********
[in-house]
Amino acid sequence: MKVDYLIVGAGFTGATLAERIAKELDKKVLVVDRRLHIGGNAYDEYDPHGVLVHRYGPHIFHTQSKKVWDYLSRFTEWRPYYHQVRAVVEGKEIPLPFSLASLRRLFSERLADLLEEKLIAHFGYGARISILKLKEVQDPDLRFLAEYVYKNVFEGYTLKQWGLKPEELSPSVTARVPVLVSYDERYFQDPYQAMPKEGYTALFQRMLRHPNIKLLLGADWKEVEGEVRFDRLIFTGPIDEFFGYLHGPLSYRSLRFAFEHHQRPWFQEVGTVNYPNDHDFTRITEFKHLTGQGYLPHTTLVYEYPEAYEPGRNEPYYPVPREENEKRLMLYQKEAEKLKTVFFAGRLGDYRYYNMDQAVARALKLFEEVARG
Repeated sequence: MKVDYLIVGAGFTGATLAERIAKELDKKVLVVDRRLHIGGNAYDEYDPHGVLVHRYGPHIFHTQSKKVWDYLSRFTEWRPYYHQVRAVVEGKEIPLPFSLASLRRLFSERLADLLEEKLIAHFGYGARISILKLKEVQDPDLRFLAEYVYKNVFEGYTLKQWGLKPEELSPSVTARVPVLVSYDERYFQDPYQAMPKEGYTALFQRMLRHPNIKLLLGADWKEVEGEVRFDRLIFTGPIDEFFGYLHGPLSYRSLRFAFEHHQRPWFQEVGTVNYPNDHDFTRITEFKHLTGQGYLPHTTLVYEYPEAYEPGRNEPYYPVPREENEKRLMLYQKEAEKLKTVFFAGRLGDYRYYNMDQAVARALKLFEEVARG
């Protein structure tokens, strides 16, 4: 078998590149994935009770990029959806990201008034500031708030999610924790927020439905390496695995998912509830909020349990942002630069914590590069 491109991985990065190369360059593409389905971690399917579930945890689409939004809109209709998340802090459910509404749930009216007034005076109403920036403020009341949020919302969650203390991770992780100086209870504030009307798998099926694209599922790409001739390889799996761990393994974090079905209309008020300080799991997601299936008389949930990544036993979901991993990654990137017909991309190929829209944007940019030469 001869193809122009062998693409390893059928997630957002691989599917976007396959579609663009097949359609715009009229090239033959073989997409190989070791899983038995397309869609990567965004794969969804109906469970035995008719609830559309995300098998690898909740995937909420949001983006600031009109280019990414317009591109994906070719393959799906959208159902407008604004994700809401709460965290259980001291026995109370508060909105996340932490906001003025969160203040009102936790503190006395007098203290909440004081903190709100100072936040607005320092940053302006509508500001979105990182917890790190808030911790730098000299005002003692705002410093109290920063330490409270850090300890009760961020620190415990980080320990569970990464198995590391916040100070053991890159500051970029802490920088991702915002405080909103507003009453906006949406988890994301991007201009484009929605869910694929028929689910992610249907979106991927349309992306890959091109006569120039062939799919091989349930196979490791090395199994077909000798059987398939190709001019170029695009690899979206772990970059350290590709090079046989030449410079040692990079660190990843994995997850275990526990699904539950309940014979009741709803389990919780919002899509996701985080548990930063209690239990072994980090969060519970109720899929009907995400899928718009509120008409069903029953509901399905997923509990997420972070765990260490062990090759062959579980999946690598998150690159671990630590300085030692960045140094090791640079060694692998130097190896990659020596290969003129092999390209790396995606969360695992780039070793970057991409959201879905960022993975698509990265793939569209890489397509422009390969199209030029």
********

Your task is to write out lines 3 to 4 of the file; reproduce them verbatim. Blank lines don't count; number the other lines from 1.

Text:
Repeated sequence: MKVDYLIVGAGFTGATLAERIAKELDKKVLVVDRRLHIGGNAYDEYDPHGVLVHRYGPHIFHTQSKKVWDYLSRFTEWRPYYHQVRAVVEGKEIPLPFSLASLRRLFSERLADLLEEKLIAHFGYGARISILKLKEVQDPDLRFLAEYVYKNVFEGYTLKQWGLKPEELSPSVTARVPVLVSYDERYFQDPYQAMPKEGYTALFQRMLRHPNIKLLLGADWKEVEGEVRFDRLIFTGPIDEFFGYLHGPLSYRSLRFAFEHHQRPWFQEVGTVNYPNDHDFTRITEFKHLTGQGYLPHTTLVYEYPEAYEPGRNEPYYPVPREENEKRLMLYQKEAEKLKTVFFAGRLGDYRYYNMDQAVARALKLFEEVARG
């Protein structure tokens, strides 16, 4: 078998590149994935009770990029959806990201008034500031708030999610924790927020439905390496695995998912509830909020349990942002630069914590590069 491109991985990065190369360059593409389905971690399917579930945890689409939004809109209709998340802090459910509404749930009216007034005076109403920036403020009341949020919302969650203390991770992780100086209870504030009307798998099926694209599922790409001739390889799996761990393994974090079905209309008020300080799991997601299936008389949930990544036993979901991993990654990137017909991309190929829209944007940019030469 001869193809122009062998693409390893059928997630957002691989599917976007396959579609663009097949359609715009009229090239033959073989997409190989070791899983038995397309869609990567965004794969969804109906469970035995008719609830559309995300098998690898909740995937909420949001983006600031009109280019990414317009591109994906070719393959799906959208159902407008604004994700809401709460965290259980001291026995109370508060909105996340932490906001003025969160203040009102936790503190006395007098203290909440004081903190709100100072936040607005320092940053302006509508500001979105990182917890790190808030911790730098000299005002003692705002410093109290920063330490409270850090300890009760961020620190415990980080320990569970990464198995590391916040100070053991890159500051970029802490920088991702915002405080909103507003009453906006949406988890994301991007201009484009929605869910694929028929689910992610249907979106991927349309992306890959091109006569120039062939799919091989349930196979490791090395199994077909000798059987398939190709001019170029695009690899979206772990970059350290590709090079046989030449410079040692990079660190990843994995997850275990526990699904539950309940014979009741709803389990919780919002899509996701985080548990930063209690239990072994980090969060519970109720899929009907995400899928718009509120008409069903029953509901399905997923509990997420972070765990260490062990090759062959579980999946690598998150690159671990630590300085030692960045140094090791640079060694692998130097190896990659020596290969003129092999390209790396995606969360695992780039070793970057991409959201879905960022993975698509990265793939569209890489397509422009390969199209030029």